Thursday, March 12, 2009

Credit Stupidity

So this morning, as I do every 90 days, I got an updated copy of all three of my credit reports; along with an estimated FICO.

I do this every 90 days, because since 1994 I've been having issues with fraud and identity theft. Those issues got MUCH worse after I moved to Ireland in 2000.

When I came back from Ireland, I found that two cars had been bought using my info, according to the SSA 18 different jobs had shown up under my SSN during that period, and someone in Kentucky had actually managed to get a mortgage with my info.

Of course, by then I was a long term hand at disputing this stuff, and getting it resolved; so I stuck in right away, and got about 3/4 of the stuff resolved within a few months.

That last 1/4 though, it's tenacious.

The problem, is that by the time they show up on you credit report, often the debt has been resold to a third party.

So you get the thing disputed and taken off your credit, and instead of purging the bad debts from their databases as they are supposed to do, the many many unscrupulous debt buyers will bundle and repackage all their bad debts, and resell them on to someone else for pennies on the dollar; who then reports the debt to the credit agencies as if it were new and valid...

"So nat'ralists observe, a flea
Hath smaller fleas that on him prey,
And these have smaller fleas that bite 'em,
And so proceed ad infinitum."

Which is why every 90 days you have to check; to make sure that some false bad debt hasn't shown back up.

So a couple weeks ago, out of the blue and for no reason known to me (although I understand they've been doing it a lot) Amex cut my credit limit in half; down to the amount of my outstanding balance.

Obviously I was somewhat irritated by this. After all, nothing in my credit had changed...

Or at least that what I thought until this morning.

So two of my credit reports were relatively normal this morning. The most accurate report (in my case Equifax, that's who I work with most directly because ; and because they have the easiest dispute process) showing nothing but the two actual negative accounts I have on file (both small collections under $100 from more than three years ago. I moved and forgot to pay two small final bills until they caught up with me at my next place a few months later).

The only inaccurate info on that report was that it showed some of my credit card balances as much higher than they were; and that for some reason a few months back Equifax forgot about some of my older accounts, which reduced the length of my credit history to under 5 years (this is a constant issue with Equifax. They do the best job of purging bad data, but they also purge good data).

Estimated score before the corrections: 659. Estimated score after corrections, including the updated credit card balances: 719

My Experian report showed two new small fraudulent debts that I had never seen before; and one that was back (the fraudulent car loan from 2000). Of course even if the car loan wasn't fraudulent, it's 9 years since it defaulted, and therefore should be removed from my records.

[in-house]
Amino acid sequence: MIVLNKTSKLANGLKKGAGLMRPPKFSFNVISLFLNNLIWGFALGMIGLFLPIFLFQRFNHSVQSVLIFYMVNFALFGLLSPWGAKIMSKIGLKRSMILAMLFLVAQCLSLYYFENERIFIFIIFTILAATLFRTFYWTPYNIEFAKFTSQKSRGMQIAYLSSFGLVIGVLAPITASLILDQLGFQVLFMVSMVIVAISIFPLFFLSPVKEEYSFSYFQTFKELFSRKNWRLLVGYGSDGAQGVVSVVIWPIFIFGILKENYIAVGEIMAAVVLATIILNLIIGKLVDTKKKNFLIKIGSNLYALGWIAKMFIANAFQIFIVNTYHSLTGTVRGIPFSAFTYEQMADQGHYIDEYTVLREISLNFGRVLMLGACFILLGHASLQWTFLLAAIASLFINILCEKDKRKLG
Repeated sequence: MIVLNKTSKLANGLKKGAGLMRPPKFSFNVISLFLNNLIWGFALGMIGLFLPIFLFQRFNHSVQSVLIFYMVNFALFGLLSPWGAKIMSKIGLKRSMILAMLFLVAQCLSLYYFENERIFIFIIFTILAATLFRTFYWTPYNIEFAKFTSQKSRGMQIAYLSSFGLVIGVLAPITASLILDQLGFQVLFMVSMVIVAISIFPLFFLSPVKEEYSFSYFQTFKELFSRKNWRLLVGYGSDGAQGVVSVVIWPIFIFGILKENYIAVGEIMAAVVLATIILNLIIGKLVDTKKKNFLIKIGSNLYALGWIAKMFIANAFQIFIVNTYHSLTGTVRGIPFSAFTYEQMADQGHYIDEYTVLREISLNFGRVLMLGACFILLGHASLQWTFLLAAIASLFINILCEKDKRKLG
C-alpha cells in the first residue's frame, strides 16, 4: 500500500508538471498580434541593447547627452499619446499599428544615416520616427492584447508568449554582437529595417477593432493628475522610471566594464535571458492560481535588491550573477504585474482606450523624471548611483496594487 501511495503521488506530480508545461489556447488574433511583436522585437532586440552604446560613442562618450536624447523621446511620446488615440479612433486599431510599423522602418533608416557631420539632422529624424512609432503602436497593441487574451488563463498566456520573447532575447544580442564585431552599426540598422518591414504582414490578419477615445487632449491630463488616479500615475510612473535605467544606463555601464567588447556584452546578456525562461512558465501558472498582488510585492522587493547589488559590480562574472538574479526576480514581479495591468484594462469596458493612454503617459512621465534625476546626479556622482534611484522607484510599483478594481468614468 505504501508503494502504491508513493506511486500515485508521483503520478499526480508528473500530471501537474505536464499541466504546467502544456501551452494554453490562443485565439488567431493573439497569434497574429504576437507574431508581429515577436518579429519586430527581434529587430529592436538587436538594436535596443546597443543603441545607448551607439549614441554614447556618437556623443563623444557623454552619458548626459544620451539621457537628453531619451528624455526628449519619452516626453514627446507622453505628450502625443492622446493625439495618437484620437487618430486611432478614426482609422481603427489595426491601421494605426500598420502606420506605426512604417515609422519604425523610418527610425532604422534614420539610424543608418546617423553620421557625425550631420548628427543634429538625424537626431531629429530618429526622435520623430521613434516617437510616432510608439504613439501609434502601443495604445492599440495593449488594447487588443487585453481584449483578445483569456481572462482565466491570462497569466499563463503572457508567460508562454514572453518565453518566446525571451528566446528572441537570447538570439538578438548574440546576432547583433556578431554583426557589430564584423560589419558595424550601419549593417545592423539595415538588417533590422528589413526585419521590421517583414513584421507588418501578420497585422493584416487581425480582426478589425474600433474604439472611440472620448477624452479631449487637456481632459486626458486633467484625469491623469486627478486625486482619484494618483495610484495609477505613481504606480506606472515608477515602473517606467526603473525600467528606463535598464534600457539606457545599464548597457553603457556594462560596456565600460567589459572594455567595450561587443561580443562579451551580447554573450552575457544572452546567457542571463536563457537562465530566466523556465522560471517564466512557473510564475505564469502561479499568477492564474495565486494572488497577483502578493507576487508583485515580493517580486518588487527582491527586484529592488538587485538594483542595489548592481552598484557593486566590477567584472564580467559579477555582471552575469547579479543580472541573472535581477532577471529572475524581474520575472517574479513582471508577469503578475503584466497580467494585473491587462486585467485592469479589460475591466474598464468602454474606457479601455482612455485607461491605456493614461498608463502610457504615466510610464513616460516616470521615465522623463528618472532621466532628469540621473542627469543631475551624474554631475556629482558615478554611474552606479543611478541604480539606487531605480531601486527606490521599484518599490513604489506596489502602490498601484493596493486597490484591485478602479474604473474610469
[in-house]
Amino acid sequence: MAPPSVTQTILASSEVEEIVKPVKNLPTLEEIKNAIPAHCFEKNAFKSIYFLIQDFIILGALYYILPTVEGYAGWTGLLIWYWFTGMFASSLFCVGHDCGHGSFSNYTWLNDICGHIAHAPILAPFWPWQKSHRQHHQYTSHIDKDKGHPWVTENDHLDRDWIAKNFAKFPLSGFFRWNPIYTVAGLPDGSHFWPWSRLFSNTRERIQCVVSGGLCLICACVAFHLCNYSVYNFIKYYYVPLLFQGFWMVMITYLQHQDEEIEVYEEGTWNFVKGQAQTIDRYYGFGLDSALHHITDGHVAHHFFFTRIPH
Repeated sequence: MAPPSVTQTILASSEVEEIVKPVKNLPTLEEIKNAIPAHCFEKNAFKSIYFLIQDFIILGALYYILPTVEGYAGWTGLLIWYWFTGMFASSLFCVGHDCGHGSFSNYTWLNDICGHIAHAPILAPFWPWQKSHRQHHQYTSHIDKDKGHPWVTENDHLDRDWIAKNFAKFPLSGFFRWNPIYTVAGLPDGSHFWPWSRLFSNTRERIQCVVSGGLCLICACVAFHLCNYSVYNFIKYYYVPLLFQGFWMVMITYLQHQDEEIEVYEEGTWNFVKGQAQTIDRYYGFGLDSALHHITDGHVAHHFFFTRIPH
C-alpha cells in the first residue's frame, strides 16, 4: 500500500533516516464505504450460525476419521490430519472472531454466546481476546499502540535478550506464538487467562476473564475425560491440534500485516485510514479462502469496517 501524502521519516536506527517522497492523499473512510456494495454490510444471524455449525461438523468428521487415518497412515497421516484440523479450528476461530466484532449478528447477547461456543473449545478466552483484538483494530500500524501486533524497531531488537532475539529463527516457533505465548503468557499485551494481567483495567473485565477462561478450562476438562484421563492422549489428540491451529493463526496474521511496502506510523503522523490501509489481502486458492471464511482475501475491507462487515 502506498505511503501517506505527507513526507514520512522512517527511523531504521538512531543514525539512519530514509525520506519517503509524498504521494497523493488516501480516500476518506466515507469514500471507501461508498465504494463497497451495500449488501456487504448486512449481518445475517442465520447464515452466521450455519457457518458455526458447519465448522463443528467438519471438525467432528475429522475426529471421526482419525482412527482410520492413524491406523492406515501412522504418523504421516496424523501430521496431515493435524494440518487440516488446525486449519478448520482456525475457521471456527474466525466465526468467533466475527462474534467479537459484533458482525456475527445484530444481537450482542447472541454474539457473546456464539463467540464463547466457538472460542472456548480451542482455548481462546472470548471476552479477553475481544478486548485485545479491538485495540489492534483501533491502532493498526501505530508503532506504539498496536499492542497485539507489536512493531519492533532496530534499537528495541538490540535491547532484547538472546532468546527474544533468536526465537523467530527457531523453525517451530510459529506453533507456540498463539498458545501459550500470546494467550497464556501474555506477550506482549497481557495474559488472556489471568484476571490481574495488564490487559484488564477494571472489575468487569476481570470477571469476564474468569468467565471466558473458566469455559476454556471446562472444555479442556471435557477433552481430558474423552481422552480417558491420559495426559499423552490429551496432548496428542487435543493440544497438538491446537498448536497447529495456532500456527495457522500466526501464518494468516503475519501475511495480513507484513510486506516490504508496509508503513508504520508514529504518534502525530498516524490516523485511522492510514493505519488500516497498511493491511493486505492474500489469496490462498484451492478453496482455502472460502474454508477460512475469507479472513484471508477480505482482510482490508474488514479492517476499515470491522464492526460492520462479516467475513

Now I've been dealing with this particular one for years. I had the original lender strike the records, and now it's been sold on to I believe it's the sixth debtholder at this point?

It also had me down for a tax lien that is actually my fathers; which I've successfuly disputed in the past, so that really should have gone away permanently (the government isn't supposed to resubmit bad data); btu I'm guessing some report didnt get made somewhere and so when the .gov drops its list on the bureau every 90 days, it just repopulated.

Anyway, I disputed all the fraudulent new ones with the debtholders (successfully. All agreed to take them off) and with Experian (they'll mail me in a week or two but I presume they'll pull the records, because the debtholders agreed to). I also disputed the fraudulent car loan, again, and the tax lien again.

I expect that car loan will be off for a month or three, then show up again after the current debtholder illegally resells it again.

Estimated score before the corrections: 615. Estimated score after corrections, including the updated credit card balances: 719

What really threw me though; and what I suspect was the cause for American Express to chop my credit limit, was my Transunion report.

Now anyone in the car business, loan business etc... will tell you, that Transunion is ALWAYS the worst report of the three for the consumers. They keep more data, longer, with lower standards of proof and higher standards to dispute; they always have more inaccurate data; and they have a more difficult dispute process to boot.

...But this was way over the top.

My Transunion score was an estimated 515!!! WTFBBQ???

In addition to two four incorrect/fraudulent accounts that Experian had, transunion had SIX MORE, including a second tax lien that isn't mine.

Good christ, no wonder my score was an estimated 515.

So as of now, I've disputed all of those as well; but knowing Transunion, I'm going to have to go back and forth with them over it for the next few months.

Estimated score before the corrections: 515. Estimated score after corrections, including the updated credit card balances: 719

The difference between a 659 and a 719 is as much as 5-7% on an auto loan, or two percent on a mortgage... that is, if you can get bought at a 659 (these days, that's hard). At a 615, you won't get a mortgage, and the best car loan your going to see is about 13%, and again, best of luck getting bought. At a 515, you can't get any credit at all, at any rate.

And this folks, is why you should pay the money to check your full reports every three months... Hell, I may buy one of the package deals to let me check it every month at this point.